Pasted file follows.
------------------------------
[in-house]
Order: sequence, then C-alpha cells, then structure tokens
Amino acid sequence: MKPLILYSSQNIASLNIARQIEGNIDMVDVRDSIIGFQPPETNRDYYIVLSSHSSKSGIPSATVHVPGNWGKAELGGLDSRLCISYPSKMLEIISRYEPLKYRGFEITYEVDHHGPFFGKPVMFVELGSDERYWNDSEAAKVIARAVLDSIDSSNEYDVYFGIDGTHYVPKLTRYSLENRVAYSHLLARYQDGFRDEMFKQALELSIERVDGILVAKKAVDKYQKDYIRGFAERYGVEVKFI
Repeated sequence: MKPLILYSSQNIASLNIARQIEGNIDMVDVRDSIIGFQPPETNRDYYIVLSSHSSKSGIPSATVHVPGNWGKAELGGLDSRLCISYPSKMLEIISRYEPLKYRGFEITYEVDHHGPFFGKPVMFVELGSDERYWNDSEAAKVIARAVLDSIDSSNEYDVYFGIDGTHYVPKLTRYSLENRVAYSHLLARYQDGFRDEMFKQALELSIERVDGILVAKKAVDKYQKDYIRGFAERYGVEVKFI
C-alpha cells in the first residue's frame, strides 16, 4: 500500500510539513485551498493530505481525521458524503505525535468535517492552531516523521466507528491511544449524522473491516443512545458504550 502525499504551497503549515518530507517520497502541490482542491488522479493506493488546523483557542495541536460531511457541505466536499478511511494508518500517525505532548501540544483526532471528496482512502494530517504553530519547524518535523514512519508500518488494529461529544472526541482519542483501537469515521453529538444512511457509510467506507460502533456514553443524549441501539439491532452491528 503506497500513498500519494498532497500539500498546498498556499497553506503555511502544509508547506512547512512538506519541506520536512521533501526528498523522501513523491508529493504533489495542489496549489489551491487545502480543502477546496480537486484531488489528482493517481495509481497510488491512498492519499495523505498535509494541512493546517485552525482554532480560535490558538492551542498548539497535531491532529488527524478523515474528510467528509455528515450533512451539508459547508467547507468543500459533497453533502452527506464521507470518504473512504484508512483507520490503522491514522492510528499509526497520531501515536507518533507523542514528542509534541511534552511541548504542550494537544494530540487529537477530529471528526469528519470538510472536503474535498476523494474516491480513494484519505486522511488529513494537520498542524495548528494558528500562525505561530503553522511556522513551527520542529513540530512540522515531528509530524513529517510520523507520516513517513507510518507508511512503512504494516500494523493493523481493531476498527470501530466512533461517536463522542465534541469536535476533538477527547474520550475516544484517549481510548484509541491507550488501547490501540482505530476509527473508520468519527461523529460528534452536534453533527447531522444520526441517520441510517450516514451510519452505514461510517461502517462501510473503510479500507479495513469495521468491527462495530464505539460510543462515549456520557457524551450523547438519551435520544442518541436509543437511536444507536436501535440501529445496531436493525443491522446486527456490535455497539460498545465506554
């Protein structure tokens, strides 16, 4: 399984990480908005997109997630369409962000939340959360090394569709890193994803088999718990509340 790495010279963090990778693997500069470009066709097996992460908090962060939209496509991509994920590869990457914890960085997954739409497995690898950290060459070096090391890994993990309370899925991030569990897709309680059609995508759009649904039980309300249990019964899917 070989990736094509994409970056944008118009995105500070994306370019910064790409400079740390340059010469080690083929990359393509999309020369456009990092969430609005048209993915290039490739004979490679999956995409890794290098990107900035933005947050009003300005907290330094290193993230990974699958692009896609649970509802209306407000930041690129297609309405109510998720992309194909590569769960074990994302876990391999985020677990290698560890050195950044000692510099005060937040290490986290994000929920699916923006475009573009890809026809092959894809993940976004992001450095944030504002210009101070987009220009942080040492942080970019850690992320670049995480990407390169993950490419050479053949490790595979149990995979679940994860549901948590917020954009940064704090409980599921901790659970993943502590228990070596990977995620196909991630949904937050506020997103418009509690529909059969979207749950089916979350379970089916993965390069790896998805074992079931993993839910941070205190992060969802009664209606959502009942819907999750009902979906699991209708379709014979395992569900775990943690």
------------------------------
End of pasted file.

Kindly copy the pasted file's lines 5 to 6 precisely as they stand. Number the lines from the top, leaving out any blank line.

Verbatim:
C-alpha cells in the first residue's frame, strides 16, 4: 500500500510539513485551498493530505481525521458524503505525535468535517492552531516523521466507528491511544449524522473491516443512545458504550 502525499504551497503549515518530507517520497502541490482542491488522479493506493488546523483557542495541536460531511457541505466536499478511511494508518500517525505532548501540544483526532471528496482512502494530517504553530519547524518535523514512519508500518488494529461529544472526541482519542483501537469515521453529538444512511457509510467506507460502533456514553443524549441501539439491532452491528 503506497500513498500519494498532497500539500498546498498556499497553506503555511502544509508547506512547512512538506519541506520536512521533501526528498523522501513523491508529493504533489495542489496549489489551491487545502480543502477546496480537486484531488489528482493517481495509481497510488491512498492519499495523505498535509494541512493546517485552525482554532480560535490558538492551542498548539497535531491532529488527524478523515474528510467528509455528515450533512451539508459547508467547507468543500459533497453533502452527506464521507470518504473512504484508512483507520490503522491514522492510528499509526497520531501515536507518533507523542514528542509534541511534552511541548504542550494537544494530540487529537477530529471528526469528519470538510472536503474535498476523494474516491480513494484519505486522511488529513494537520498542524495548528494558528500562525505561530503553522511556522513551527520542529513540530512540522515531528509530524513529517510520523507520516513517513507510518507508511512503512504494516500494523493493523481493531476498527470501530466512533461517536463522542465534541469536535476533538477527547474520550475516544484517549481510548484509541491507550488501547490501540482505530476509527473508520468519527461523529460528534452536534453533527447531522444520526441517520441510517450516514451510519452505514461510517461502517462501510473503510479500507479495513469495521468491527462495530464505539460510543462515549456520557457524551450523547438519551435520544442518541436509543437511536444507536436501535440501529445496531436493525443491522446486527456490535455497539460498545465506554
């Protein structure tokens, strides 16, 4: 399984990480908005997109997630369409962000939340959360090394569709890193994803088999718990509340 790495010279963090990778693997500069470009066709097996992460908090962060939209496509991509994920590869990457914890960085997954739409497995690898950290060459070096090391890994993990309370899925991030569990897709309680059609995508759009649904039980309300249990019964899917 070989990736094509994409970056944008118009995105500070994306370019910064790409400079740390340059010469080690083929990359393509999309020369456009990092969430609005048209993915290039490739004979490679999956995409890794290098990107900035933005947050009003300005907290330094290193993230990974699958692009896609649970509802209306407000930041690129297609309405109510998720992309194909590569769960074990994302876990391999985020677990290698560890050195950044000692510099005060937040290490986290994000929920699916923006475009573009890809026809092959894809993940976004992001450095944030504002210009101070987009220009942080040492942080970019850690992320670049995480990407390169993950490419050479053949490790595979149990995979679940994860549901948590917020954009940064704090409980599921901790659970993943502590228990070596990977995620196909991630949904937050506020997103418009509690529909059969979207749950089916979350379970089916993965390069790896998805074992079931993993839910941070205190992060969802009664209606959502009942819907999750009902979906699991209708379709014979395992569900775990943690």